Anyway, we have this massive sprint sitting there in the park. We're having a socially distant glass of wine and I just went, what do I do now? This could go on for a couple of weeks, so I don't know if I want to be in my apartment for a couple of weeks. So I tracked myself and a bunch of my belongings into my car, got on a boat and came down to my family in Hobart, Tasmania, and arrived just before the midnight cut off the hotel quarantine, so I got in. I had to do quarantine at home in my house down here. Anyway, that I thought was going to be a few weeks that turned into 10 months, and for me, that's turned into a life change. Everything had to slow down and change in some ways. In some ways it was more intense but it also made me go, you know what, this is what I need. I need a life that has more nature, more time with family. More, I guess putting boundaries around how much I was working because I definitely can lose myself in work and forget to have a life. So all of those things really got challenged during Covid. And I think the same thing was for a lot of our clients as well is that it forced them to kind of reevaluate.

Jo
0:36:17 - 0:36:28
Now, the downside of all of this is that, speak to any psychologist in Australia, they are completely overwhelmed with clients at the moment.

Ellen
0:36:28 - 0:36:29
Aren't they? Yeah.

Jo
0:36:29 - 0:36:52
All waitlists are off the charts. And so I think it's not because we have a whole lot more mental ill health. I think we have probably the same amount of ill health. We just have more of a willingness to seek help for it, and that is amazing. Really amazing.

Ellen
0:36:52 - 0:37:49
It's fascinating, isn't it? I read an interesting article, and I can't remember where it was from now, either because probably like you read lots of things that it got, the detail vanishes but what I do remember was the messaging was around that very idea that those people who perhaps had preexisting struggles with mental health found elements of lockdown. Again, not everyone, this is a generalisation, but elements of lockdown in some ways easier. There was access that they didn't have. Telehealth gave people access. It did quiet life down. It made it a little easier. And then it was possibly those people who were otherwise mostly robust but suddenly thrown into such a different set of circumstances. I know from my own experience, remote schooling children while trying to work is that is not good for anybody's well being or the family unit as a whole.

Jo
0:37:49 - 0:38:17
It's not even actually possible when you think about how many, like it's taking a full time job and a full time job and trying to smash them together, and on top of that, have a healthy family life like it's not even really viable. So unless you have one parent or a family member who is not working and has the space and the time to do the home schooling. That's also, you know, whether you want to be doing that as well.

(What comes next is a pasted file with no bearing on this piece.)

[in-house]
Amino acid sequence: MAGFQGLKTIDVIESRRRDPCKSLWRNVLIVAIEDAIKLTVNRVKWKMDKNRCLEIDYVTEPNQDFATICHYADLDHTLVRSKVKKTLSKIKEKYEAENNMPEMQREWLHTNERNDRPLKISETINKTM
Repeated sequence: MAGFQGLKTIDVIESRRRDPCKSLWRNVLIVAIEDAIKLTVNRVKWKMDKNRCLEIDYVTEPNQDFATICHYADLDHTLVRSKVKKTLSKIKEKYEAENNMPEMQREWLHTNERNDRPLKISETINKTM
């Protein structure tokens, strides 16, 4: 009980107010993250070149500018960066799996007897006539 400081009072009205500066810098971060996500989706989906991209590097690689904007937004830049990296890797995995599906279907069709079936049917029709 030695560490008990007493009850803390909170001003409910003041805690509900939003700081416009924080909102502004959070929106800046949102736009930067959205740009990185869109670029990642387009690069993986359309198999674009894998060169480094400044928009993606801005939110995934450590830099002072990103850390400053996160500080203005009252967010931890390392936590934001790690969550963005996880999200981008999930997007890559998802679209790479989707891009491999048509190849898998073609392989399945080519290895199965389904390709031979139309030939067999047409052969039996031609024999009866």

Ellen
0:38:17 - 0:38:21
Well, yes, yeah, the odd moment of resentment.


Ellen
0:38:23 - 0:39:47
I think you know for me it well, everybody's experience is different, and it was really interesting speaking to a number of different parents because some cruise through kids were fine, not an issue. Others it was impossible, depending on the age depended so much on your children. And I learned so much about. You know, if I look for the positives in this, I learned so much about my two children and the way they approach their work and what they need to thrive. So my little one, he needs the other people around him for even though he's not particularly extroverted. It was something around that, whether it's the standard they set or he has to rise to the challenge that is set by being immersed with other people and so doing it on his own, it just didn't work for him. So and then I'm dealing with all of that and of course, being the psychologist. I had to look at it all from a through the psychological lens of what's going on here and why this emotion and why that what's going on there? But yeah, so you can look at everything from different perspectives. But yes, I think for those of us for whom it was like oh my goodness, you've just thrown my world upside down, that is where that conversation came in. And yes, maybe that is. And I hope it has led a lot of other people to seek the support of a psychologist, even though nobody can actually service them because we don't have enough access to everyone


Jo
0:39:47 - 0:41:04
Which is the really tricky part, which is also why I think it's really important that we don't just do the one on one psychology work because we're never going to get like we can do really amazing impactful, deep work, but you're never going to get the reach. So for us it's about getting reach, and so if we can have a variety of ways that we can support people, then that's got to be good for the whole community, and for us, it's what can we do outside of the therapy room. That's what I'm really excited about and like, psychology has so much to contribute. But if we just look at ourselves as being, well, we only do psychology in the therapy room or we have a bunch of hacks that we can give you that might hit popular media or be useful in your team change management leadership programme, then we're really limiting ourselves. So, we're excited about how do we perhaps go to the places and spaces that people exist and live and love to be like it naturally drawn to and give it a layer, which is an understanding of something about either yourself or the way that you relate to others or to the world.